At Stanford, I’ve sought to take the chances I wish I could have sooner. I’ve incorporated fictional characters into research papers, sent experimental cover letters to various internships. The papers were well-received; the internships, I never heard back from. Risks don’t always pan out, I suppose—that’s what makes them risky. And when they do—how delightful. As I learn to acclimate to the mixed reactions, I remind myself: Growing pains are normal. I should know.
Risks don’t always pan out, I suppose—that’s what makes them risky. And when they do—how delightful.
As for singing—that initial growing pain—I’ve been exhorted to audition for a cappella groups and student-run musicals since coming to campus. I say I’m too busy, but maybe next year. (This part of my story, honestly, I’m still working through.) When people find out I’ve been on Broadway, they get excited.
“You must be a really good singer then,” they say.
And I say, “Yes. Yes, I am.” And they go back to singing along to some parody of Smash Mouth’s “All Star,” while I model my best closed-mouth smile. (If I had a nickel for every time I’ve politely nodded along to an “All Star” spoof, I’d have two nickels. Which isn’t a lot—a mere 0.001 percent of Stanford’s application fee—but it’s weird that it happened twice, right?)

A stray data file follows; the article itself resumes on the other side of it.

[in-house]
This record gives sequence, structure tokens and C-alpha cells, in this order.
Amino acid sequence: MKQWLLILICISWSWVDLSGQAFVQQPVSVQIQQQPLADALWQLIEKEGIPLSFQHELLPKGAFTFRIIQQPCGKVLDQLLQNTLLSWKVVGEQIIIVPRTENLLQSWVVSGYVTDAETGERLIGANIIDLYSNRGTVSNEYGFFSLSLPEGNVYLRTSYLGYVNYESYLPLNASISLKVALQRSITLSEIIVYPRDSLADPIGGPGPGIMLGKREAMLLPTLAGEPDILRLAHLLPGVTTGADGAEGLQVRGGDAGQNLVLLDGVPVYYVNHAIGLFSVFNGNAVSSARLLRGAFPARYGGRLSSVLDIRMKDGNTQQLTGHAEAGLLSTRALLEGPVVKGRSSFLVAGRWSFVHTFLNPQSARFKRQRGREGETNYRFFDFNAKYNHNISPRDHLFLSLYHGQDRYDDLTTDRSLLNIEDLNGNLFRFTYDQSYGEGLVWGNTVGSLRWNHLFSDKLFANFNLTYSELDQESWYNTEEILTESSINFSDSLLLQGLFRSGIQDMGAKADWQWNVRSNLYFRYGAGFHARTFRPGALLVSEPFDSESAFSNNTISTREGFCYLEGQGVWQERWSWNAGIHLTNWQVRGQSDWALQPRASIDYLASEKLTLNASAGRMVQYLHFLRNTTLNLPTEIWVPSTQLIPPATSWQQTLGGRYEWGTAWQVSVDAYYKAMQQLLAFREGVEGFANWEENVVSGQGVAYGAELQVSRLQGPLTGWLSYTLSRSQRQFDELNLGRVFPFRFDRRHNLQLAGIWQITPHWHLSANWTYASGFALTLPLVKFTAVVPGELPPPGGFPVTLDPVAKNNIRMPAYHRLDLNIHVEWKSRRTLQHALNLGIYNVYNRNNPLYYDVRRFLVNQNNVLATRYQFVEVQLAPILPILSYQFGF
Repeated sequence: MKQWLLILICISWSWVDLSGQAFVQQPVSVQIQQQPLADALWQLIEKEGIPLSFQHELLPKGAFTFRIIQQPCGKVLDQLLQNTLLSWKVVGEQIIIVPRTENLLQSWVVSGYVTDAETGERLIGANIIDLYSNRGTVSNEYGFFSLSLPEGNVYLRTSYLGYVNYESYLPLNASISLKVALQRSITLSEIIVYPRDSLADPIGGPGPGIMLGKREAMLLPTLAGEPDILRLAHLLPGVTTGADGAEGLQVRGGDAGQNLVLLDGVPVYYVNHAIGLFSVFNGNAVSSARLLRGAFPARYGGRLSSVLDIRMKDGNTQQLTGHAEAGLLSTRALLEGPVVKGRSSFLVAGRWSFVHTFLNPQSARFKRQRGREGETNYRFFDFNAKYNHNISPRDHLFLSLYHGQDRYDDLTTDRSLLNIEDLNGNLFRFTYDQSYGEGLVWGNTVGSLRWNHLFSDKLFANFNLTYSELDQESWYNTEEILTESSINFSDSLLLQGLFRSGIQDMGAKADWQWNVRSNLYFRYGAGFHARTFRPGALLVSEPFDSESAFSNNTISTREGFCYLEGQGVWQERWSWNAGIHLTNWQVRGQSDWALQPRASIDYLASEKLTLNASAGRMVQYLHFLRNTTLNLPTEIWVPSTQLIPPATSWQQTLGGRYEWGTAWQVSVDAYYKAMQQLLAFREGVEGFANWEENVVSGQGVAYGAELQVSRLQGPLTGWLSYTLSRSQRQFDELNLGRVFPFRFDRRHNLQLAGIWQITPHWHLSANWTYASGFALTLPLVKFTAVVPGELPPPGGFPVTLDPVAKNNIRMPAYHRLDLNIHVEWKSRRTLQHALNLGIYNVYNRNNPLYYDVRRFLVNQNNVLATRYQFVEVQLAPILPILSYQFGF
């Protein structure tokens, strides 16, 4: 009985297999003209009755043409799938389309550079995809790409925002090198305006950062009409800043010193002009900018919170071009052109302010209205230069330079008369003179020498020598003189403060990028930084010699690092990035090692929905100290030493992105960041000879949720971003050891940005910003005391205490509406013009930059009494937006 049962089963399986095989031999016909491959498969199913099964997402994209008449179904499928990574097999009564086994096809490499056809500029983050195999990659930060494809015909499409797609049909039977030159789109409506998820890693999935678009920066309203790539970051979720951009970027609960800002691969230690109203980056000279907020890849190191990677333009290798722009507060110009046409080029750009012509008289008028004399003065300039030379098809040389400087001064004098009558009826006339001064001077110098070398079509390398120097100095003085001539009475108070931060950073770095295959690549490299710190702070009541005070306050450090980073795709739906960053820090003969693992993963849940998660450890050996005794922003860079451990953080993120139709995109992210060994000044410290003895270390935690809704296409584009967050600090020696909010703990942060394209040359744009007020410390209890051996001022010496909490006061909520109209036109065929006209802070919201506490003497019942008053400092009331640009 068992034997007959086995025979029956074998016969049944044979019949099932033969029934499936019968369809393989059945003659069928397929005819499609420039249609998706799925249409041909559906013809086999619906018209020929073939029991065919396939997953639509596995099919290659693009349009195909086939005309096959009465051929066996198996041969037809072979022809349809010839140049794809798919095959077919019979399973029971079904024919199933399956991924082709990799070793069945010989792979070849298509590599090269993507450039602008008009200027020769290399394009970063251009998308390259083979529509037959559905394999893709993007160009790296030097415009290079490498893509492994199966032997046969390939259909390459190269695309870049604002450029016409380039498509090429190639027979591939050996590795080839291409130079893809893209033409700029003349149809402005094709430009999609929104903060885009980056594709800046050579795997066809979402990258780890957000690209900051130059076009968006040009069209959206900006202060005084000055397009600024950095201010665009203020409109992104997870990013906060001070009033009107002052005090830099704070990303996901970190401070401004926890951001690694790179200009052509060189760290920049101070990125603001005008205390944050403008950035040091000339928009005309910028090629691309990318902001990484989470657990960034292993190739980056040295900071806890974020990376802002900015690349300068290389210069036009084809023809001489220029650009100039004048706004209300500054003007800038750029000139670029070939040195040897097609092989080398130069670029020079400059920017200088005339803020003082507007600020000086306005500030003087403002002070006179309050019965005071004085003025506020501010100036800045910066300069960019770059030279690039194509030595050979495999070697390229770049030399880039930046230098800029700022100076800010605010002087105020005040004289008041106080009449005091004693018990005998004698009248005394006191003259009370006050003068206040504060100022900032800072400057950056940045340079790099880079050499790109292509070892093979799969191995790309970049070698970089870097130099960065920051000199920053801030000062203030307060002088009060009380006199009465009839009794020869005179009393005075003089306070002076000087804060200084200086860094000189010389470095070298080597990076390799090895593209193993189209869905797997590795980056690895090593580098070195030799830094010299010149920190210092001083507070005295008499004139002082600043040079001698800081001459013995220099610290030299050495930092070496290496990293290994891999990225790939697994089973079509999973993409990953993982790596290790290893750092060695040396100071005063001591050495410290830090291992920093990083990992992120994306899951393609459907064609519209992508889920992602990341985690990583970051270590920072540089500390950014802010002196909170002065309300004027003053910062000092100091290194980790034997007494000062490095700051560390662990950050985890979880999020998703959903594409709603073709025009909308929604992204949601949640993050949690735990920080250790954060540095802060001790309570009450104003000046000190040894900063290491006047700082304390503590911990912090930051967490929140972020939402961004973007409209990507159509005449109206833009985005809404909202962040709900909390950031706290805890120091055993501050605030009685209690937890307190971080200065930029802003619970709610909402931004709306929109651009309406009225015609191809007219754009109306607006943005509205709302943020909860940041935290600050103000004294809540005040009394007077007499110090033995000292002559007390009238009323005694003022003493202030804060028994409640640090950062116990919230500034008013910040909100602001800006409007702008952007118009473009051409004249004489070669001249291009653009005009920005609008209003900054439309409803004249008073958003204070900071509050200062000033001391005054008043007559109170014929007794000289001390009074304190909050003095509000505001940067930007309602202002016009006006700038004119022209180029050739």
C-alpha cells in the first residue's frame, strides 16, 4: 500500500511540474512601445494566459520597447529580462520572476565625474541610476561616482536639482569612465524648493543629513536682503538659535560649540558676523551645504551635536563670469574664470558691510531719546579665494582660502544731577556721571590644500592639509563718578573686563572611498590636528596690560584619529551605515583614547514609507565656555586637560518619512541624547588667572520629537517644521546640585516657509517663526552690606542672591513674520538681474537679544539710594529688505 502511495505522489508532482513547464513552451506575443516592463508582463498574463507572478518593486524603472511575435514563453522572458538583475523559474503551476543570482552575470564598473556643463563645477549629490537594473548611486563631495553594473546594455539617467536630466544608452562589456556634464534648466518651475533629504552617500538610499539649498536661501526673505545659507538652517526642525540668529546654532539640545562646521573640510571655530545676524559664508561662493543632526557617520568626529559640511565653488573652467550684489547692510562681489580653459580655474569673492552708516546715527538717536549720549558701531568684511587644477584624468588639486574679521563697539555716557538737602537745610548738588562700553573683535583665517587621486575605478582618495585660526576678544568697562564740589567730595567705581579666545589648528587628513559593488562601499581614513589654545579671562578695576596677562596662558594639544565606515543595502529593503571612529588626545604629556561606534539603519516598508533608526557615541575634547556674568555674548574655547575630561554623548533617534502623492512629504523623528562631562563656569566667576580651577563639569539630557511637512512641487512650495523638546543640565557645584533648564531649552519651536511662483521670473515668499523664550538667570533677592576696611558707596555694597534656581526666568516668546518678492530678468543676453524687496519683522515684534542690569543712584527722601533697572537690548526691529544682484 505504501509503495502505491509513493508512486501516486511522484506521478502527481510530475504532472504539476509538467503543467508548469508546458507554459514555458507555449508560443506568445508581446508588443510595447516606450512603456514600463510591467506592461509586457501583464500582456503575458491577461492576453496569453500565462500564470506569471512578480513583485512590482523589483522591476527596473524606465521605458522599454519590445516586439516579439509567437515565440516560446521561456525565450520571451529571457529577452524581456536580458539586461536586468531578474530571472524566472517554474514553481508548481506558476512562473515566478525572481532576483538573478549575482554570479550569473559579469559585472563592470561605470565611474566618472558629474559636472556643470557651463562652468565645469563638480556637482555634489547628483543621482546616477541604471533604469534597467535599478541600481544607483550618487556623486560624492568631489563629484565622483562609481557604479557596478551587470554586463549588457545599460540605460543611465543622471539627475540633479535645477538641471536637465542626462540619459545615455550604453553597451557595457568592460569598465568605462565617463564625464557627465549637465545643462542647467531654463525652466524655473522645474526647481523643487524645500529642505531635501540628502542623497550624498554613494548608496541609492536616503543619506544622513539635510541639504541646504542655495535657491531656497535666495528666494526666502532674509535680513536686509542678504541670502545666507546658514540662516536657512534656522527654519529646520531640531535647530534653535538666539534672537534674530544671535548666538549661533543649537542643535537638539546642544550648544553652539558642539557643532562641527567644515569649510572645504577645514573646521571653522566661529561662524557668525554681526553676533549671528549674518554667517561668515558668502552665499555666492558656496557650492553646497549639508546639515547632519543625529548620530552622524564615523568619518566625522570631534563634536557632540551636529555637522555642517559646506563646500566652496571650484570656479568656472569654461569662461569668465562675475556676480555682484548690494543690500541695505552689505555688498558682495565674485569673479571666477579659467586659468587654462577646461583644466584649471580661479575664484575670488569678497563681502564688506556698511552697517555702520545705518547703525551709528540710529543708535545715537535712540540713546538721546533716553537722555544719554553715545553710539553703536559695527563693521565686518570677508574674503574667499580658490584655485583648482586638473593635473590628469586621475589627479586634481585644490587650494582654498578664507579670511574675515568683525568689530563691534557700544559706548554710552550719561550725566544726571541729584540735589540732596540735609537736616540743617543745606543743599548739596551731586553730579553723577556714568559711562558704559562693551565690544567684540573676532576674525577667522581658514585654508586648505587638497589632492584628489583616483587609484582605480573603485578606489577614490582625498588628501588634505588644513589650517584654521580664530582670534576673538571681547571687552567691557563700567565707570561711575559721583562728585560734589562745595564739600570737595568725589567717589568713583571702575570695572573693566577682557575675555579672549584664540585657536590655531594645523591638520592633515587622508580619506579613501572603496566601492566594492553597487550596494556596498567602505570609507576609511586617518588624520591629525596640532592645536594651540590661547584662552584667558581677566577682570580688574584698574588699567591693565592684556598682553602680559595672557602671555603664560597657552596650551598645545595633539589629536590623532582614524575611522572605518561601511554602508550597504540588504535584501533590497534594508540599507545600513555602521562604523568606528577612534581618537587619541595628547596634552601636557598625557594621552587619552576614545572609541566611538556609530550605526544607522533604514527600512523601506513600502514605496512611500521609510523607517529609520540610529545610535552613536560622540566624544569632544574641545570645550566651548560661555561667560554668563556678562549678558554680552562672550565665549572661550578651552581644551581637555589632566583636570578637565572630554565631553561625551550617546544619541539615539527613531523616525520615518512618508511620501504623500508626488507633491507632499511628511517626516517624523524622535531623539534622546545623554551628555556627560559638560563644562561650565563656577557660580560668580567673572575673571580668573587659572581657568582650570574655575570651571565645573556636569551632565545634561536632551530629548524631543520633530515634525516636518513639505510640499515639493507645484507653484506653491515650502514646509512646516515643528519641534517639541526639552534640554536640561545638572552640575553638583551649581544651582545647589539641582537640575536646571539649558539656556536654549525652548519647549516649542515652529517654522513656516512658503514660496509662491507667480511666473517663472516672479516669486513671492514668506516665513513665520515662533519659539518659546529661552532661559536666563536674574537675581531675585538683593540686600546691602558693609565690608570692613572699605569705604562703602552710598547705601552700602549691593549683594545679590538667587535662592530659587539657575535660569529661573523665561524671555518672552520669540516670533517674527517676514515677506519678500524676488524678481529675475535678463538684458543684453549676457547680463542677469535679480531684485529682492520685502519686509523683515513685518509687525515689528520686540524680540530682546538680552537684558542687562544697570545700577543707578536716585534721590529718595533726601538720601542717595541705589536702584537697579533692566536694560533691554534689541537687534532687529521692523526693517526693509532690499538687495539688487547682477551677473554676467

I’ve never been adept at endings. The worst portion of my Common App essay might have been its closing line: “I am looking forward to the next part of my journey.” A journey, that is, of unceasing applications and their attendant pressures. I wonder, is it worth it to buck the trend? If I write freely, dangerously, am I doing anything but penalizing myself?
When your voice changes, there’s a period where your range collapses into no more than a few notes. When you become physically incapable of singing more than a narrow selection of songs. Or at least that was the case for me. I waited for the second shift, for the F4s and G4s to return to me. I’m still waiting.
I could wait, too, for admissions readers to change their tune. To see maturity, not liability, in my aunt’s essay. To find value in a work of writing beyond its narrator’s likability. I could wait because I’ve done it before. But I’m not sure I want to.